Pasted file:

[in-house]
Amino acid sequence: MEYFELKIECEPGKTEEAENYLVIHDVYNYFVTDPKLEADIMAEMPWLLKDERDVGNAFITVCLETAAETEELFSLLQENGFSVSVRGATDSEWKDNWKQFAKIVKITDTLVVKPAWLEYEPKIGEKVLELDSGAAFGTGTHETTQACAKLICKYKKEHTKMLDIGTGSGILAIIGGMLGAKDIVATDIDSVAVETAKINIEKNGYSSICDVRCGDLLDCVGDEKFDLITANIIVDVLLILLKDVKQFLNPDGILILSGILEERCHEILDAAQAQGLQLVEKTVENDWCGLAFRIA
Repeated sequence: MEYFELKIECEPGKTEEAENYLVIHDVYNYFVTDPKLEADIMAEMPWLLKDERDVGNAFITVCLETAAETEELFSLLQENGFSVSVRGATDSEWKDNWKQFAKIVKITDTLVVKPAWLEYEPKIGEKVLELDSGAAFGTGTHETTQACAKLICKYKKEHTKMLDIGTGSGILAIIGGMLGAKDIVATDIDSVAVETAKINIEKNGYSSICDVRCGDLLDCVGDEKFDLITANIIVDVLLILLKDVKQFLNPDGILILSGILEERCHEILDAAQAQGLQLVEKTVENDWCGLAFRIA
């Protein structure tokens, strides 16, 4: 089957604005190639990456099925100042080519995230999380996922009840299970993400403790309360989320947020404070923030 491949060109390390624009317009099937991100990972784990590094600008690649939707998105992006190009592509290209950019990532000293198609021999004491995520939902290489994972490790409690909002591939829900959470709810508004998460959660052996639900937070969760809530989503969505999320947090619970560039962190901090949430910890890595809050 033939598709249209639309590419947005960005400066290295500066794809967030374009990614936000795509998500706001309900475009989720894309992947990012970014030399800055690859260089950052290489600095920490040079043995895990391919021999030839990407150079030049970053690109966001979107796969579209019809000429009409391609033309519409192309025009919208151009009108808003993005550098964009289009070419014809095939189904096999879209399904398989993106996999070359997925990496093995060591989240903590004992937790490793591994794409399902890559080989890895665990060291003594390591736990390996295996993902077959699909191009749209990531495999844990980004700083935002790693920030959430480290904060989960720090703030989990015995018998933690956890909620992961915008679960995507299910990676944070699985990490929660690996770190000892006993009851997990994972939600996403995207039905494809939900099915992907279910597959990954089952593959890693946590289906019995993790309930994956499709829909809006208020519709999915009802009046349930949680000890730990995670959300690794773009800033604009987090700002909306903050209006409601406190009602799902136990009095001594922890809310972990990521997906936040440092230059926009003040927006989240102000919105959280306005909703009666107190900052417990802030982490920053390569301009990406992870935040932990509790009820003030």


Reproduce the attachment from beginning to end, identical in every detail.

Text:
[in-house]
Amino acid sequence: MEYFELKIECEPGKTEEAENYLVIHDVYNYFVTDPKLEADIMAEMPWLLKDERDVGNAFITVCLETAAETEELFSLLQENGFSVSVRGATDSEWKDNWKQFAKIVKITDTLVVKPAWLEYEPKIGEKVLELDSGAAFGTGTHETTQACAKLICKYKKEHTKMLDIGTGSGILAIIGGMLGAKDIVATDIDSVAVETAKINIEKNGYSSICDVRCGDLLDCVGDEKFDLITANIIVDVLLILLKDVKQFLNPDGILILSGILEERCHEILDAAQAQGLQLVEKTVENDWCGLAFRIA
Repeated sequence: MEYFELKIECEPGKTEEAENYLVIHDVYNYFVTDPKLEADIMAEMPWLLKDERDVGNAFITVCLETAAETEELFSLLQENGFSVSVRGATDSEWKDNWKQFAKIVKITDTLVVKPAWLEYEPKIGEKVLELDSGAAFGTGTHETTQACAKLICKYKKEHTKMLDIGTGSGILAIIGGMLGAKDIVATDIDSVAVETAKINIEKNGYSSICDVRCGDLLDCVGDEKFDLITANIIVDVLLILLKDVKQFLNPDGILILSGILEERCHEILDAAQAQGLQLVEKTVENDWCGLAFRIA
């Protein structure tokens, strides 16, 4: 089957604005190639990456099925100042080519995230999380996922009840299970993400403790309360989320947020404070923030 491949060109390390624009317009099937991100990972784990590094600008690649939707998105992006190009592509290209950019990532000293198609021999004491995520939902290489994972490790409690909002591939829900959470709810508004998460959660052996639900937070969760809530989503969505999320947090619970560039962190901090949430910890890595809050 033939598709249209639309590419947005960005400066290295500066794809967030374009990614936000795509998500706001309900475009989720894309992947990012970014030399800055690859260089950052290489600095920490040079043995895990391919021999030839990407150079030049970053690109966001979107796969579209019809000429009409391609033309519409192309025009919208151009009108808003993005550098964009289009070419014809095939189904096999879209399904398989993106996999070359997925990496093995060591989240903590004992937790490793591994794409399902890559080989890895665990060291003594390591736990390996295996993902077959699909191009749209990531495999844990980004700083935002790693920030959430480290904060989960720090703030989990015995018998933690956890909620992961915008679960995507299910990676944070699985990490929660690996770190000892006993009851997990994972939600996403995207039905494809939900099915992907279910597959990954089952593959890693946590289906019995993790309930994956499709829909809006208020519709999915009802009046349930949680000890730990995670959300690794773009800033604009987090700002909306903050209006409601406190009602799902136990009095001594922890809310972990990521997906936040440092230059926009003040927006989240102000919105959280306005909703009666107190900052417990802030982490920053390569301009990406992870935040932990509790009820003030």